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This CD cover image released by Interscope Records shows "Matangi," by M.I.A. (AP Photo/Interscope Records) ORG XMIT: MIN2013110614074836

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"Tin Star" by Lindi Ortega

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CD reviews: M.I.A., Lindi Ortega, James Blunt

  • November 16, 2013 - 2:00 PM

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M.I.A., “Matangi” (Interscope)

M.I.A. gets her groove back on the fourth album by the London-based Sri Lankan pop-provocateuse born Mathangi Arulpragasam. (For this album’s title, she drops the H to match the spelling of the Hindu goddess of music and learning.) After emerging with the expert global street-beat agit-rap of 2005’s “Arular” and breaking through with the Clash-sampling “Paper Planes” on 2007’s “Kala,” M.I.A. lost her way with the shrill, too-often-tuneless attack on 2010’s “Maya.” With the help of numerous knob-twiddlers, including Hit Boy and Switch, the 38-year-old firebrand once again sounds kinetic and confident on “Matangi.” She revels in rat-a-tat cacophony in “Bring the Noize.” She dabbles in distorted drum ’n’ bass on “Attention.” She rides a tribal beat on “Warriors” and makes sultry use of a sample of the Weeknd on “Exodus.” The album is not as bracingly brilliant as her early work, but it’s good to have one of the most thrilling and thought-provoking artists of the ’00s back in form.

Dan DeLuca, Philadelphia Inquirer

Lindi Ortega, “Tin Star” (Last Gang)

The bittersweet title track addresses the struggles that musicians face in Nashville. The fact that Ortega has made her third consecutive great album in three years makes her theme all the more poignant. The Toronto native, an imaginative songwriter and fierce singer now based in Nashville, should be an alt-country superstar by now. Ortega is frustrated on “Waitin’ on My Luck to Change” and resolute on the funereal closer “Songs About.” Yet fear not: The spitfire singer with the Dolly Parton tremolo has the gumption to match the riveting up-tempo fare from producer Dave Cobb — rowdy, rootsy and rockabilly.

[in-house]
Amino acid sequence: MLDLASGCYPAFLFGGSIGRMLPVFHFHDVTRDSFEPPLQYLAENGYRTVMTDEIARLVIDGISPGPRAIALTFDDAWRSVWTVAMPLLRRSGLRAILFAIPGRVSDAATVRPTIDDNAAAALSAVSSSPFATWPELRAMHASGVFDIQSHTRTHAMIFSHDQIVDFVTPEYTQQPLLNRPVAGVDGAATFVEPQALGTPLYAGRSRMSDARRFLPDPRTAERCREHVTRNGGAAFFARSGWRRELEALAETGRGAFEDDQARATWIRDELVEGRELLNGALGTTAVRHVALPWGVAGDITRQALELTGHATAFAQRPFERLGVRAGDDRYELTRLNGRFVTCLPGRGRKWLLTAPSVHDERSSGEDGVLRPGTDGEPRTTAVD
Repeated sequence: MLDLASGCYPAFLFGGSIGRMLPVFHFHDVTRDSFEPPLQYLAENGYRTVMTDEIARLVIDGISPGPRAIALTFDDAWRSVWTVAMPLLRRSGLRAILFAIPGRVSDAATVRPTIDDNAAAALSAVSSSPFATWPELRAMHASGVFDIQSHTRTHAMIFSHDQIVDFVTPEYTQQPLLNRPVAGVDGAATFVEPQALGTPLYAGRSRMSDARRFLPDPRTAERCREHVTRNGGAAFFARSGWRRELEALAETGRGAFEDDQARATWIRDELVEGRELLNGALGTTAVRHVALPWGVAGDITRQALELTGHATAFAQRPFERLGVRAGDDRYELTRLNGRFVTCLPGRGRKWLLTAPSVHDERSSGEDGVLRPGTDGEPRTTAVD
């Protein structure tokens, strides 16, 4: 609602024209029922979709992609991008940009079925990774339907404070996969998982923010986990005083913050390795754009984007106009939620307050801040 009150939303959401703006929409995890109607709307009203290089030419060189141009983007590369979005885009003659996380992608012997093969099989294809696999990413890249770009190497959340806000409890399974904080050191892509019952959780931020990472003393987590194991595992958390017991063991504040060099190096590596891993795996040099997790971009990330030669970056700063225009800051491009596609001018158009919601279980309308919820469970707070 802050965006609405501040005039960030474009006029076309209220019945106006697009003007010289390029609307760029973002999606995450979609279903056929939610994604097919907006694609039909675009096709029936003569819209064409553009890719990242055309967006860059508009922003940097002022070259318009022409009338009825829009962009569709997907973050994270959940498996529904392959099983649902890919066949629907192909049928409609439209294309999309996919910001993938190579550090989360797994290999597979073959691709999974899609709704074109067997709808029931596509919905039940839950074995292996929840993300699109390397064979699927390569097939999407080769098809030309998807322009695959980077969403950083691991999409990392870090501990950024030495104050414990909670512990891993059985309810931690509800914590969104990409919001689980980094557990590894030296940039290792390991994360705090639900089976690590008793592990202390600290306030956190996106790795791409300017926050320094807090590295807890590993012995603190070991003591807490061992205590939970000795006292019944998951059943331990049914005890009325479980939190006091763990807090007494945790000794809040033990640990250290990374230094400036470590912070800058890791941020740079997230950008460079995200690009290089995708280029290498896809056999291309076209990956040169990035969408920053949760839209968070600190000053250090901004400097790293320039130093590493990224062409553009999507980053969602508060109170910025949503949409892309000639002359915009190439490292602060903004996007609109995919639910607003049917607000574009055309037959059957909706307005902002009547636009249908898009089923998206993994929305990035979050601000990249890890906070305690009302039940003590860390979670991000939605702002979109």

CHUCK CAMPBELL, Scripps Howard News Service

James Blunt, “Moon Landing” (Atlantic)

Blunt’s treacly 2004 single “You’re Beautiful” earned huge sales and abject loathing from critics. His latest, “Moon Landing,” is his sort-of attempt to get back to flintier, personal songwriting. He does manage to out-Mumford and out-Sheeran his fellow Brits on the rustic single “Bonfire Heart” (ironically, co-written with super-pop penman Ryan Tedder). “Heart to Heart” has some upbeat sock-hop fun. But James Blunt titling a song “Always Hate Me”? He might as well leave a 24-pack of toilet paper on his front lawn with a sign reading, “Have at It, Guys.”

August Brown, Los Angeles Times

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